Speaking as a developer… I had text and dialog changes constantly in Frayed Knights: The Skull of S’makh-Daon. Right up until release (and afterwards, actually), I was tweaking the story as much as the gameplay. The two had to work together, and in spite of my best efforts I’d find dialog that had to be adjusted (or branched) to account for the different ways in which the player might navigate the story and the world. That’s hard enough to write when it’s just text. What if those had to be revised with yet another trip to the recording studio? What if the original voice-actor wasn’t available? Does the cost and inflexibility of voice-over work encourage developers to skimp on potential dialog? (If so, I haven’t noticed, but it would certainly impact me, the shoestring budget guy).
Talking to someone at Comic Con last weekend, they recommended fully voiced dialog for my game because they hate to read when playing a game, but they will listen to somebody talk to them “all day.” I mentioned that for me, I’m kind of the opposite. Maybe for the first couple of lines – especially if it’s a major bit of character-revelation or a significant plot development – I’ll listen all the way through. But most of the time, I’ll read through the line of dialog, and then interrupt the voice-over in mid-sentence to jump to the next part. Voice is just too slow.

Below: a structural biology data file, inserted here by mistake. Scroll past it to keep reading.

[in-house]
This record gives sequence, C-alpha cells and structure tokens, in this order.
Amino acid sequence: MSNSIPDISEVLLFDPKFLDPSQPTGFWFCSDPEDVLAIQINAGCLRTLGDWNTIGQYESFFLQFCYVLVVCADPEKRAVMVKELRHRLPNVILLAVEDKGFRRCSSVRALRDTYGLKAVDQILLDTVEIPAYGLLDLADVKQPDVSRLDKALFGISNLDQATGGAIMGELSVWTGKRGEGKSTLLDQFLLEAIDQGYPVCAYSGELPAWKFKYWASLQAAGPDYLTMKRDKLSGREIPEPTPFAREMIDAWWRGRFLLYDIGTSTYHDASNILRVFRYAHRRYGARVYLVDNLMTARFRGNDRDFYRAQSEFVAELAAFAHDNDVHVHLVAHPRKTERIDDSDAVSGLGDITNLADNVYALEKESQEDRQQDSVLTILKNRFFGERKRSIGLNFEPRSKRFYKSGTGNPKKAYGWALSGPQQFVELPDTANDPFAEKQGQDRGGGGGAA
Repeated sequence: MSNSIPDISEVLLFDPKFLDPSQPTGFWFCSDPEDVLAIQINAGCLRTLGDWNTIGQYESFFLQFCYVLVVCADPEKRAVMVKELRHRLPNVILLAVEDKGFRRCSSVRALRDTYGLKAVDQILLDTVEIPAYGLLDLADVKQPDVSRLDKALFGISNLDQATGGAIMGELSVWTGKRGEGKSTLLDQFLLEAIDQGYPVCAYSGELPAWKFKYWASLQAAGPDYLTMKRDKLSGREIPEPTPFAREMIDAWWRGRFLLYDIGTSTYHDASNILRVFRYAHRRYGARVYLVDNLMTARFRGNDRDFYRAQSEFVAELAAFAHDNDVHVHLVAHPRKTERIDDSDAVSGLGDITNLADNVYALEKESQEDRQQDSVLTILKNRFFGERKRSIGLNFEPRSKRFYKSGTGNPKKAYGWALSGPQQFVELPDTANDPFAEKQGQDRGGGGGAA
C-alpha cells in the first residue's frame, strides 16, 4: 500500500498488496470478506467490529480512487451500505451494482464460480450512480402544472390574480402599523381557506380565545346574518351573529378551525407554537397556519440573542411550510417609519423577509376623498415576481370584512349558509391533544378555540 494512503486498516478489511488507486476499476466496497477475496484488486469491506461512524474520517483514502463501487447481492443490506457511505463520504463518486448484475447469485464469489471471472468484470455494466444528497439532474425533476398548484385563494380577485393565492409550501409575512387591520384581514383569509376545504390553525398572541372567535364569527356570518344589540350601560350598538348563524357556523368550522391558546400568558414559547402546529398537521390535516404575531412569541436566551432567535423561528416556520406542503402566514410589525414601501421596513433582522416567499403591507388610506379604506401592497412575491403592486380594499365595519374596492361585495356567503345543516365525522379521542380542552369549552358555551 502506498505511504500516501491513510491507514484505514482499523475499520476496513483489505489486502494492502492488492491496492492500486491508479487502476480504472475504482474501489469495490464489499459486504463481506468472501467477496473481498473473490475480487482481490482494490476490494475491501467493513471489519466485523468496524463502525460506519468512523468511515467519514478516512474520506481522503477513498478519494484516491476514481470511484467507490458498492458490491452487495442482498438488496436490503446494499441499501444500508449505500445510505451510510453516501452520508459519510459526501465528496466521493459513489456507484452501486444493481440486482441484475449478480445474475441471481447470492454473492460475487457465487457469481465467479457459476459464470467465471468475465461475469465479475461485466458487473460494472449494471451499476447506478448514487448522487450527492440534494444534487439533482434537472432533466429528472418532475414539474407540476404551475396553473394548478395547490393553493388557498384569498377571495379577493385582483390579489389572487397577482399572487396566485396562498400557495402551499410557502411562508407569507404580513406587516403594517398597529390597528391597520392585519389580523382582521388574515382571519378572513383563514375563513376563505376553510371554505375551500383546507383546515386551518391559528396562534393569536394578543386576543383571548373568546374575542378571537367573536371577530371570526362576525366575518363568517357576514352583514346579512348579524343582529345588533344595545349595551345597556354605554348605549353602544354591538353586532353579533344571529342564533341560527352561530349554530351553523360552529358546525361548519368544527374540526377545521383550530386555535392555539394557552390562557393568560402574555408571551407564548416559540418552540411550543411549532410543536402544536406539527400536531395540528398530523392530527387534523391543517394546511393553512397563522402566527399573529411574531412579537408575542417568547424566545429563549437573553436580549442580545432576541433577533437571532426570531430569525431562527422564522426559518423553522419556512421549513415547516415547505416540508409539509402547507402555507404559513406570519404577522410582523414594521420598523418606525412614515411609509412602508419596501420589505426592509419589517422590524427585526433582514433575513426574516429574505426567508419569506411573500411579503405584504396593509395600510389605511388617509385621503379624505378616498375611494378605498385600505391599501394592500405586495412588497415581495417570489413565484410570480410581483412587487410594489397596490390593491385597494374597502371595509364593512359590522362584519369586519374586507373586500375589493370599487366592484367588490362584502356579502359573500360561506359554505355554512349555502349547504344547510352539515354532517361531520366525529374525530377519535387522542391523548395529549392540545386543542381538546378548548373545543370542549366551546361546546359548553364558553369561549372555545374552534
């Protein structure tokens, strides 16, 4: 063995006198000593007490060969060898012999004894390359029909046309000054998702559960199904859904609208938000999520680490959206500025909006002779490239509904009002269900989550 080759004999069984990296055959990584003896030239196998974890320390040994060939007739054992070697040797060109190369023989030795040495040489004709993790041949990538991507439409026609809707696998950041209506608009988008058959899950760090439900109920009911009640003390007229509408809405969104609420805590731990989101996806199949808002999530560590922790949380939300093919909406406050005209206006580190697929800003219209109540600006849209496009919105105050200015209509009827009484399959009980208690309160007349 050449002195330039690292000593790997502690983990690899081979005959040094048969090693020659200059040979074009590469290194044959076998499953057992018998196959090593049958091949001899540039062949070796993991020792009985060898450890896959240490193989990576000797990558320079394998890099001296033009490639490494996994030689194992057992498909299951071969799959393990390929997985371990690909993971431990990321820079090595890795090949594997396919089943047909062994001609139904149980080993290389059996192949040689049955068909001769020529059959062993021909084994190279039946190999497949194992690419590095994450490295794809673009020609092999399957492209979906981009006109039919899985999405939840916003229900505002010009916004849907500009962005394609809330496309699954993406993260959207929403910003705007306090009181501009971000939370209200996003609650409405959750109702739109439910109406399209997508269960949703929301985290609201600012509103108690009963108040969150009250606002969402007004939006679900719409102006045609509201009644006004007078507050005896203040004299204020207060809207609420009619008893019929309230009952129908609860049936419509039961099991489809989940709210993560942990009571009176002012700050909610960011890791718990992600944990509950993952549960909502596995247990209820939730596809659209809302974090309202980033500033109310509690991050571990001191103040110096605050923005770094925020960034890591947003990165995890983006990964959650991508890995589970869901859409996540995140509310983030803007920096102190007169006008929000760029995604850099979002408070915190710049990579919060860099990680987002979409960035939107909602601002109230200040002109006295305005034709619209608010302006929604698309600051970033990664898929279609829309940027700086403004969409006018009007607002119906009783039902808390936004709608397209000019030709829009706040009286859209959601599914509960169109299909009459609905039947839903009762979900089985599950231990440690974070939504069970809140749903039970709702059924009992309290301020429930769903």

I love the idea of bringing the Baldur’s Gate style back into vogue – where the first line or paragraph was voiced in any particular scene, so you get the flavor of the character. But in talking to some modern players, they aren’t so keen on that. In short – players don’t want to read when they are playing a game. (I suspect some of them don’t like to read, period, but that’s another story.) I do get that. I find myself in the same boat. When playing a game, certain parts of your brain are active, and get into a rhythm. Going into text-reading mode completely breaks that flow, and engages different parts of your brain. At least, that’s how it feels. It breaks the flow of things. And while gaming is primarily visual, we can be interpret audio information and communication in a way that’s less disruptive then stuff we have to process visually.
So I dunno. Maybe I’m out there on the fringe, wanting a return to the Baldur’s Gate style “samples” in hopes of getting the best of both worlds. Maybe I’m really out to lunch on this. Maybe I’m too far from the “mainstream.” I dunno.
Filed Under: Game Development - Comments: 18 Comments to Read
Posted by Rampant Coyote on September 10, 2014